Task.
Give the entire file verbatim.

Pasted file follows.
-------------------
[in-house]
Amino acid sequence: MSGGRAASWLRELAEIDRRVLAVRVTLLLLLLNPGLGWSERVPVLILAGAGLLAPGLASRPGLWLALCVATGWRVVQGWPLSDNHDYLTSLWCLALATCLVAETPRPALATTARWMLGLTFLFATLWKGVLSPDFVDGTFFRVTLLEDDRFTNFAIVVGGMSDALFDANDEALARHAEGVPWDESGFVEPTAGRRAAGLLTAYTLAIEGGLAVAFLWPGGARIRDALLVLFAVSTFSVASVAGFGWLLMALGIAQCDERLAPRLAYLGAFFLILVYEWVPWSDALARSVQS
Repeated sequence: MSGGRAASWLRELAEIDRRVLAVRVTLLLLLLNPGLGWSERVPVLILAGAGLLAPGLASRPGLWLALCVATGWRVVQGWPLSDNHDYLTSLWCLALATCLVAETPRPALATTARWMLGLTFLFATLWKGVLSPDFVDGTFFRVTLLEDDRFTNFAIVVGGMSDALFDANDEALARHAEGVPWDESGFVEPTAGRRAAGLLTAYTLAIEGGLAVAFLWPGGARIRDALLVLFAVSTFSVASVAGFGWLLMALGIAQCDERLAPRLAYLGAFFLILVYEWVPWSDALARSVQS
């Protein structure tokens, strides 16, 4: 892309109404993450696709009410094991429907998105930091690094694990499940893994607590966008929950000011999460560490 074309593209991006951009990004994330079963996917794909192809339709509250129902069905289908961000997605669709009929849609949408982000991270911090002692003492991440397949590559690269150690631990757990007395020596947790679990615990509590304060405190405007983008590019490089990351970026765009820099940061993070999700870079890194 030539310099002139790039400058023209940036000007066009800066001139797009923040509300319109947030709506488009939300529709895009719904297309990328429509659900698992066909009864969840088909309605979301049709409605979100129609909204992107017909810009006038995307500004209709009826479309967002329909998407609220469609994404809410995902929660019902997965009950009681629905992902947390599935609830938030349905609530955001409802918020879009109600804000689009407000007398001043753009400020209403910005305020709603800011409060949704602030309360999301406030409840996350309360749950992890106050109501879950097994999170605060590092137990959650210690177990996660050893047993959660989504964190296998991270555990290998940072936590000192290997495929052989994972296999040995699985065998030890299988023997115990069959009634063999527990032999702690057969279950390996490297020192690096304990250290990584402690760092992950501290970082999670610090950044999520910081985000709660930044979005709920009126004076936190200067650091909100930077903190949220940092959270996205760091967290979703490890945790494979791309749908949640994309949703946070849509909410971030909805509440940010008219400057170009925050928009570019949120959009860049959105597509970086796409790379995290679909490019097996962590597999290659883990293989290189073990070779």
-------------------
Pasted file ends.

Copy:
[in-house]
Amino acid sequence: MSGGRAASWLRELAEIDRRVLAVRVTLLLLLLNPGLGWSERVPVLILAGAGLLAPGLASRPGLWLALCVATGWRVVQGWPLSDNHDYLTSLWCLALATCLVAETPRPALATTARWMLGLTFLFATLWKGVLSPDFVDGTFFRVTLLEDDRFTNFAIVVGGMSDALFDANDEALARHAEGVPWDESGFVEPTAGRRAAGLLTAYTLAIEGGLAVAFLWPGGARIRDALLVLFAVSTFSVASVAGFGWLLMALGIAQCDERLAPRLAYLGAFFLILVYEWVPWSDALARSVQS
Repeated sequence: MSGGRAASWLRELAEIDRRVLAVRVTLLLLLLNPGLGWSERVPVLILAGAGLLAPGLASRPGLWLALCVATGWRVVQGWPLSDNHDYLTSLWCLALATCLVAETPRPALATTARWMLGLTFLFATLWKGVLSPDFVDGTFFRVTLLEDDRFTNFAIVVGGMSDALFDANDEALARHAEGVPWDESGFVEPTAGRRAAGLLTAYTLAIEGGLAVAFLWPGGARIRDALLVLFAVSTFSVASVAGFGWLLMALGIAQCDERLAPRLAYLGAFFLILVYEWVPWSDALARSVQS
């Protein structure tokens, strides 16, 4: 892309109404993450696709009410094991429907998105930091690094694990499940893994607590966008929950000011999460560490 074309593209991006951009990004994330079963996917794909192809339709509250129902069905289908961000997605669709009929849609949408982000991270911090002692003492991440397949590559690269150690631990757990007395020596947790679990615990509590304060405190405007983008590019490089990351970026765009820099940061993070999700870079890194 030539310099002139790039400058023209940036000007066009800066001139797009923040509300319109947030709506488009939300529709895009719904297309990328429509659900698992066909009864969840088909309605979301049709409605979100129609909204992107017909810009006038995307500004209709009826479309967002329909998407609220469609994404809410995902929660019902997965009950009681629905992902947390599935609830938030349905609530955001409802918020879009109600804000689009407000007398001043753009400020209403910005305020709603800011409060949704602030309360999301406030409840996350309360749950992890106050109501879950097994999170605060590092137990959650210690177990996660050893047993959660989504964190296998991270555990290998940072936590000192290997495929052989994972296999040995699985065998030890299988023997115990069959009634063999527990032999702690057969279950390996490297020192690096304990250290990584402690760092992950501290970082999670610090950044999520910081985000709660930044979005709920009126004076936190200067650091909100930077903190949220940092959270996205760091967290979703490890945790494979791309749908949640994309949703946070849509909410971030909805509440940010008219400057170009925050928009570019949120959009860049959105597509970086796409790379995290679909490019097996962590597999290659883990293989290189073990070779």